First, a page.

This is so, so common for traumatized individuals. There is such a deep groove of experience that always points to some kind of pain, that it’s almost too hard to relax and lean on something more effortless, or find ease. Ease is just not “real” or trustworthy, and it feels too rudderless, like it is not going to last.
3) Overwhelmed into defeat with very small triggers.
By small trigger, I mean something like the oven door didn’t close all the way and the cake didn’t cook in time. Or you feel cold in the night, but it would wake people up to get a blanket. I mean small.
It’s tragic how these very small life events will create a feeling of being totally overwhelmed in a person with active trauma. And it’s important to know this in advance, because knowing it is a trigger and not “true” can empower the person to creatively problem-solve, pulling them right out of overwhelm and into creative expression instead.
4) Tons of buried rage.
Often surprising to the traumatized is how intense and how vast the rage in their system is. Usually this is deeply buried, and more available are feelings of grief or depression, but the rage explodes in the same way contents under immense pressure tend to explode. And those explosions are really mysterious, and painful to live through for everyone. And then usually the traumatized are shamed for exploding.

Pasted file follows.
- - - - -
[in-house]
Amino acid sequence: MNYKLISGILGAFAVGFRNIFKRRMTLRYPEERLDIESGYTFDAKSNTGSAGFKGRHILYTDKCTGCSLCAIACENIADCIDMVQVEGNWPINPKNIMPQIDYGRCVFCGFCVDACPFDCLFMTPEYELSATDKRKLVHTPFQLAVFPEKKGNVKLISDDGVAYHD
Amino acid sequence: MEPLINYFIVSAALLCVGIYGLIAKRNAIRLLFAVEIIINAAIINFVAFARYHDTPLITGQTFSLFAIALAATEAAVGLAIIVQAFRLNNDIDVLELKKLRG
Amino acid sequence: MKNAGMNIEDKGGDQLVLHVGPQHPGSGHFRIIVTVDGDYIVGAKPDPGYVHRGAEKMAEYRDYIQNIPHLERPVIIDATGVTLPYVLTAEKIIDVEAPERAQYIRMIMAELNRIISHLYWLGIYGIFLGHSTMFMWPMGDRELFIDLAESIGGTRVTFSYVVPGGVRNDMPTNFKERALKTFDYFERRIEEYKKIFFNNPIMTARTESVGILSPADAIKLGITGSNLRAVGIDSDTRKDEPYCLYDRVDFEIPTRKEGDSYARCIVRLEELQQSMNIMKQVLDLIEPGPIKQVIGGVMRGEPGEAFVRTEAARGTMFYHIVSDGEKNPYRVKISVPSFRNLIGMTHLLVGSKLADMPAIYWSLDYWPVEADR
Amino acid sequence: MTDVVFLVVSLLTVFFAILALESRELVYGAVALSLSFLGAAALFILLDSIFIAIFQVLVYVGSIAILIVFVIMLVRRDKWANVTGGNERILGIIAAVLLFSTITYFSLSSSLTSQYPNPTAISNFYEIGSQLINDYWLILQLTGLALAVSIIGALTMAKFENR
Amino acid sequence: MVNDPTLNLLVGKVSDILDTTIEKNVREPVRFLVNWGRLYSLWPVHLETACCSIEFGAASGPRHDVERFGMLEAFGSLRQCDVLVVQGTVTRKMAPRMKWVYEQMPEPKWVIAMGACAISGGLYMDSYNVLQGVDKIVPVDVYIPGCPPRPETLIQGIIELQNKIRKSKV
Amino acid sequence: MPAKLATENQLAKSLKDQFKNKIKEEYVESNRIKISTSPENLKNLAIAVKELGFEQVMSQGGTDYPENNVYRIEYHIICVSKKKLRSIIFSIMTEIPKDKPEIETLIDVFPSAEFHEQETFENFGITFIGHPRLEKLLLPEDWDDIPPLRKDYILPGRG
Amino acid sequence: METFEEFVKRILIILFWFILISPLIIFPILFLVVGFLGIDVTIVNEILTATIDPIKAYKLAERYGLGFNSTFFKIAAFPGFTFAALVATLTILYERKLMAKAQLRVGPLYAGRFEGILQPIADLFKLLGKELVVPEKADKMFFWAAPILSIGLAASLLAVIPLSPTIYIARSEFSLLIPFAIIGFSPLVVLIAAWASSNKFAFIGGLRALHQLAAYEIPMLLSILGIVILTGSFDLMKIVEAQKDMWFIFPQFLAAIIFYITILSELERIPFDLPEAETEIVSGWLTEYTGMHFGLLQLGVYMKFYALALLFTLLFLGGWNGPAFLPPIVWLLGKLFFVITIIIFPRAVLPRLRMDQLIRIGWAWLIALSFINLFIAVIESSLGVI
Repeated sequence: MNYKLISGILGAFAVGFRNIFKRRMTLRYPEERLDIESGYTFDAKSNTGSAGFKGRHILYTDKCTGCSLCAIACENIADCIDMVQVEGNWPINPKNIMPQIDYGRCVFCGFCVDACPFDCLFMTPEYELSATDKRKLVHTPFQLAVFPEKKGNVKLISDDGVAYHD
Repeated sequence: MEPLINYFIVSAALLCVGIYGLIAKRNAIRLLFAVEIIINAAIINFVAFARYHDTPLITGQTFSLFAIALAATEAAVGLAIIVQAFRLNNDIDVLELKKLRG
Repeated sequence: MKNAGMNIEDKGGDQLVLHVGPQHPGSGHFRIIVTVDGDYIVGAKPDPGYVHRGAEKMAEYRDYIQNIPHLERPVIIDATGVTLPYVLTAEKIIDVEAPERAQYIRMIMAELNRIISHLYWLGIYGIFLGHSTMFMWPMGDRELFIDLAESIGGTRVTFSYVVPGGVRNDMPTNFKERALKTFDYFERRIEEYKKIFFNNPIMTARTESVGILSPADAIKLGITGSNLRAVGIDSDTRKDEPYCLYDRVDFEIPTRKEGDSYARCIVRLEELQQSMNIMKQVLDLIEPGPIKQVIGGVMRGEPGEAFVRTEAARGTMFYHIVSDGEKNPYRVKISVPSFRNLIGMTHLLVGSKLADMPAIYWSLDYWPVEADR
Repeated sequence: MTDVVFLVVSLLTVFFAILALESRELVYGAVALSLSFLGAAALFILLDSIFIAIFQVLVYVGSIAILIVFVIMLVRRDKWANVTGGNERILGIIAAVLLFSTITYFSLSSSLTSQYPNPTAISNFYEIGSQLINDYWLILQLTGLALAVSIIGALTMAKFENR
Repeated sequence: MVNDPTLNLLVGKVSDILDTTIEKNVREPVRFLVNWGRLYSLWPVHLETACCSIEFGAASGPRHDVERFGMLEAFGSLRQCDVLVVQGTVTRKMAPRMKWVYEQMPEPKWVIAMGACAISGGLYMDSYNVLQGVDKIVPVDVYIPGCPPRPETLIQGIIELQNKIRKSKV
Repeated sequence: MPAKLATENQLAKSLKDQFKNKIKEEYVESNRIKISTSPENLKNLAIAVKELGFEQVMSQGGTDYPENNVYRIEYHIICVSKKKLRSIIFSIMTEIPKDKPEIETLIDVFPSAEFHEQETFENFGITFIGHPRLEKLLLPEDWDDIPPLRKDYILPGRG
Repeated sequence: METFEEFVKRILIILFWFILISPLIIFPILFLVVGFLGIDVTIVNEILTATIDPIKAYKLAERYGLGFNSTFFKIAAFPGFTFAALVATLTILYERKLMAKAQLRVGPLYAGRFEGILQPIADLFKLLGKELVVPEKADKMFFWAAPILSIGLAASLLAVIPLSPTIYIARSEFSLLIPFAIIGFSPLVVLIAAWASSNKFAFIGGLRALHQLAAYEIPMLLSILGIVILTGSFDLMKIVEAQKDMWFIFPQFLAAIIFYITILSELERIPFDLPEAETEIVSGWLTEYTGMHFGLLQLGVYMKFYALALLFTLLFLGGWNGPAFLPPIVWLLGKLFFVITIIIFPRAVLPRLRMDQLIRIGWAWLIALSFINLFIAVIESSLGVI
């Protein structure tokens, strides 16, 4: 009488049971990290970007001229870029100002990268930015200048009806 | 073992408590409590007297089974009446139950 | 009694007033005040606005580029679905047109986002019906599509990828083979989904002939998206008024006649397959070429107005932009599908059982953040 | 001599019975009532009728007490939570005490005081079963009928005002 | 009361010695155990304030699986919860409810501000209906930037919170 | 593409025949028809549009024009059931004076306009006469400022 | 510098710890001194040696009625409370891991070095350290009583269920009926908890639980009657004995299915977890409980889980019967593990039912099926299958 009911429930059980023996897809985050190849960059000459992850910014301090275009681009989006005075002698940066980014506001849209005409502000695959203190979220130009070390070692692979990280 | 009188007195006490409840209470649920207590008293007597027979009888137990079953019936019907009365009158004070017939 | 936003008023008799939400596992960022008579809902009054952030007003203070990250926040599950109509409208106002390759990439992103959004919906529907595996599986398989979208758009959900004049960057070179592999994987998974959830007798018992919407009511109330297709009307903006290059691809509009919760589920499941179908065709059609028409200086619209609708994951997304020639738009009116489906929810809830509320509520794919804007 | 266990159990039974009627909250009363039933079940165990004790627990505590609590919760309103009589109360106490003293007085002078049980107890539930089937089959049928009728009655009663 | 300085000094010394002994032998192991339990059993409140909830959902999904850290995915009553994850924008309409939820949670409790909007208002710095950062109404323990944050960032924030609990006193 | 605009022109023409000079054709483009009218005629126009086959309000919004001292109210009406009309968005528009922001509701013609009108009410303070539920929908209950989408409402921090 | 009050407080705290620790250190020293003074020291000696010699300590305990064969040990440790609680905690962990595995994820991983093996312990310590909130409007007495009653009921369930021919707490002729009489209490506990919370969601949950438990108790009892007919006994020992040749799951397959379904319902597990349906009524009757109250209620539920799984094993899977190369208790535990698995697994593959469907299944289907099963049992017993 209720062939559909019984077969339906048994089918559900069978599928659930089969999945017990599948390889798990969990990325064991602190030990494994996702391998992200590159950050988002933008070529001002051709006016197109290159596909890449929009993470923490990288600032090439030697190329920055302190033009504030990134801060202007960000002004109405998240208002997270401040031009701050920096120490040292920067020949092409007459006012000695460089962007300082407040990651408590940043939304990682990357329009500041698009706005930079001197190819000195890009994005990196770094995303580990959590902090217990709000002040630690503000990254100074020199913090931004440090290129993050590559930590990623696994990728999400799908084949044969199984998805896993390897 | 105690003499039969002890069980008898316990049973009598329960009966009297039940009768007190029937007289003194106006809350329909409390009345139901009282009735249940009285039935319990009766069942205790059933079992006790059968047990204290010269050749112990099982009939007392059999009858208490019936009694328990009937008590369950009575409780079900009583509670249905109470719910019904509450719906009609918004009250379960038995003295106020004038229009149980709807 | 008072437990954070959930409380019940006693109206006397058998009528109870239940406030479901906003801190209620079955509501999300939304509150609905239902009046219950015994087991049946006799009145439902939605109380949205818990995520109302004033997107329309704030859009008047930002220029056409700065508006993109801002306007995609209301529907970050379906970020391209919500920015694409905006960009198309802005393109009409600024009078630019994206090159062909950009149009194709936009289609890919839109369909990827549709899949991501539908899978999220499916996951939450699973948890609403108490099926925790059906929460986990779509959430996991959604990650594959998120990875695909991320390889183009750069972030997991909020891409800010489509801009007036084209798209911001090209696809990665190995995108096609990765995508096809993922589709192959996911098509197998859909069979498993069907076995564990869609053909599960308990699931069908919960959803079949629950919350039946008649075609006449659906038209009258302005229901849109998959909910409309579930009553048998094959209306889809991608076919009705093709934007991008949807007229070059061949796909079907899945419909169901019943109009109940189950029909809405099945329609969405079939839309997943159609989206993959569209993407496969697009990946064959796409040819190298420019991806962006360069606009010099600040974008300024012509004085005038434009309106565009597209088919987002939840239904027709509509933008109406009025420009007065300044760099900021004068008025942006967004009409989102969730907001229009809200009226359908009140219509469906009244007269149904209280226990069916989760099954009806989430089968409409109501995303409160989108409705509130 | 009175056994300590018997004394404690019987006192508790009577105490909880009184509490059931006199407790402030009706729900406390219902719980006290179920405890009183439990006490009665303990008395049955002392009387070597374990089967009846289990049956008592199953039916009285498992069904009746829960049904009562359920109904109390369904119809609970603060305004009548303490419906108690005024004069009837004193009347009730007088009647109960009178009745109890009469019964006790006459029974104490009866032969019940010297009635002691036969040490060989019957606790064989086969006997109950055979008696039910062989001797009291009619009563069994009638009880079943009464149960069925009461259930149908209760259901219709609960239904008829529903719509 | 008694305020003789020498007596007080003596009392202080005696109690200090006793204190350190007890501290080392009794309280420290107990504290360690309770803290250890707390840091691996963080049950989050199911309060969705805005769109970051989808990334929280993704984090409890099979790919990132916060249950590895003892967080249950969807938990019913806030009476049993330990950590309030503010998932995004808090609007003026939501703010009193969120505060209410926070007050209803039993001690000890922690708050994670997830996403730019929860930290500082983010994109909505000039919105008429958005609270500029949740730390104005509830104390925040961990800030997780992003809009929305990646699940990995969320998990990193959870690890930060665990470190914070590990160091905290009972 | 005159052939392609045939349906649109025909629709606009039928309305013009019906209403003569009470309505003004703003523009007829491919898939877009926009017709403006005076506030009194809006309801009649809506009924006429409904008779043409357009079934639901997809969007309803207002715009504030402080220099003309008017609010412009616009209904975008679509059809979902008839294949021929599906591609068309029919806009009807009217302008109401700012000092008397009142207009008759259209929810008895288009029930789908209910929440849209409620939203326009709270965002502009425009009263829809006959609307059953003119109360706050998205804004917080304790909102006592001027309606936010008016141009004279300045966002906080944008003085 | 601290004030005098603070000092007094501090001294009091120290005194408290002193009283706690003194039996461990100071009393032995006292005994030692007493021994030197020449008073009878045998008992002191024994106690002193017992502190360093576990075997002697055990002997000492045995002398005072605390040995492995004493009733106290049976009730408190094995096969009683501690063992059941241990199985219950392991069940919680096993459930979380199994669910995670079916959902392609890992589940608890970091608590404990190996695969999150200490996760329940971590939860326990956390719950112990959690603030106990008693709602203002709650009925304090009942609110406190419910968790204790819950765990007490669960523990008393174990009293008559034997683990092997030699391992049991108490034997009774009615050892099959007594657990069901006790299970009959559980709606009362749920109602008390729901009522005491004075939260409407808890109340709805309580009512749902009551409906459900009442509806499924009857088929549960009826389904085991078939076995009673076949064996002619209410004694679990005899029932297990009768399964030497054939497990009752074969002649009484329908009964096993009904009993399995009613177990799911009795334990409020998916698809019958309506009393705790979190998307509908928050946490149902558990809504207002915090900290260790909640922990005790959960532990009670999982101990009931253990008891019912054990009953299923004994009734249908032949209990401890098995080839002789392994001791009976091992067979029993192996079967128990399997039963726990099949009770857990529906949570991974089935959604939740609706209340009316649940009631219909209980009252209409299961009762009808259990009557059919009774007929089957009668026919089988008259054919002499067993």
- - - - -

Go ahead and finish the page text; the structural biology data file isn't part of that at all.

But trauma is created by actions that were committed in total offense to your personhood—basically, a violence that denied your rights as a person. And so, intelligently, there is a lot of anger around that. Assuming we all understand that anger is the expression of a boundary, specifically when a boundary has been crossed, over-stepped. And if that anger is not getting pressurized, it is agency for the beautiful “No!” that is an essential part in some ways for how you get to “Yes!” But with trauma, lots and lots of high pressured NO. And sadly, it is so often misunderstood.
And it so often explodes unconsciously. Someone with trauma is usually mortified when they come conscious to be exploding in anger. And because it’s unconscious, it can’t be helped. And then, well, we all the know the public and family shaming and blaming and accusation that gets attributed to exploding rage.
It’s worth repeating that it is often really surprising to traumatized people, once they get in touch with it, the huge amount of rage in their systems. But rage and trauma go hand in hand. Brother/sister. Necessary allies.
So, hopefully this article gives you some sense of clarity around what your system is generally dealing with, or clarifies your parents for you, or your partner, or your kid. And perhaps this can open the door to even more of an honest dialogue.
All my love and blessings,